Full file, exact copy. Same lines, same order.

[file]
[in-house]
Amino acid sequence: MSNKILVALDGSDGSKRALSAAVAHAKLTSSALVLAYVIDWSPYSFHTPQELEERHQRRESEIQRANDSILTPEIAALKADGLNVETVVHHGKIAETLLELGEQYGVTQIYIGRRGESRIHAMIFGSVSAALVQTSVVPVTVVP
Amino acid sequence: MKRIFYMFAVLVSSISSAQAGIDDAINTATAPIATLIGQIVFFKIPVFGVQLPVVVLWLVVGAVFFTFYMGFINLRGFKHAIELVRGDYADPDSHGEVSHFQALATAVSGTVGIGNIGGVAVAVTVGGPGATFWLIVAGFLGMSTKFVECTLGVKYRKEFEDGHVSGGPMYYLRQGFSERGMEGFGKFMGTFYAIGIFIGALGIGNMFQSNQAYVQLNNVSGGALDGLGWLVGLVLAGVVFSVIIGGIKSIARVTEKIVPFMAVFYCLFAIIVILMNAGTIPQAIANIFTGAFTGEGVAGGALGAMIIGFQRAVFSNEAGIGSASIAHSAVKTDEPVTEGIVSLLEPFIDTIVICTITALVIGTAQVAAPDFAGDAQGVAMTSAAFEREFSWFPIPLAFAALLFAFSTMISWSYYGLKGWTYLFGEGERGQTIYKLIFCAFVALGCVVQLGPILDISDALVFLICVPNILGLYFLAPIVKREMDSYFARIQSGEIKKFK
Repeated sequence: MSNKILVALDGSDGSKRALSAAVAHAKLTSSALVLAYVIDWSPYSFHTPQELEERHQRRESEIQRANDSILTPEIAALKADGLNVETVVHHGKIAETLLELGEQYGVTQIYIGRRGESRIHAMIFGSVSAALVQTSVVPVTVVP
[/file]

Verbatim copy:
[in-house]
Amino acid sequence: MSNKILVALDGSDGSKRALSAAVAHAKLTSSALVLAYVIDWSPYSFHTPQELEERHQRRESEIQRANDSILTPEIAALKADGLNVETVVHHGKIAETLLELGEQYGVTQIYIGRRGESRIHAMIFGSVSAALVQTSVVPVTVVP
Amino acid sequence: MKRIFYMFAVLVSSISSAQAGIDDAINTATAPIATLIGQIVFFKIPVFGVQLPVVVLWLVVGAVFFTFYMGFINLRGFKHAIELVRGDYADPDSHGEVSHFQALATAVSGTVGIGNIGGVAVAVTVGGPGATFWLIVAGFLGMSTKFVECTLGVKYRKEFEDGHVSGGPMYYLRQGFSERGMEGFGKFMGTFYAIGIFIGALGIGNMFQSNQAYVQLNNVSGGALDGLGWLVGLVLAGVVFSVIIGGIKSIARVTEKIVPFMAVFYCLFAIIVILMNAGTIPQAIANIFTGAFTGEGVAGGALGAMIIGFQRAVFSNEAGIGSASIAHSAVKTDEPVTEGIVSLLEPFIDTIVICTITALVIGTAQVAAPDFAGDAQGVAMTSAAFEREFSWFPIPLAFAALLFAFSTMISWSYYGLKGWTYLFGEGERGQTIYKLIFCAFVALGCVVQLGPILDISDALVFLICVPNILGLYFLAPIVKREMDSYFARIQSGEIKKFK
Repeated sequence: MSNKILVALDGSDGSKRALSAAVAHAKLTSSALVLAYVIDWSPYSFHTPQELEERHQRRESEIQRANDSILTPEIAALKADGLNVETVVHHGKIAETLLELGEQYGVTQIYIGRRGESRIHAMIFGSVSAALVQTSVVPVTVVP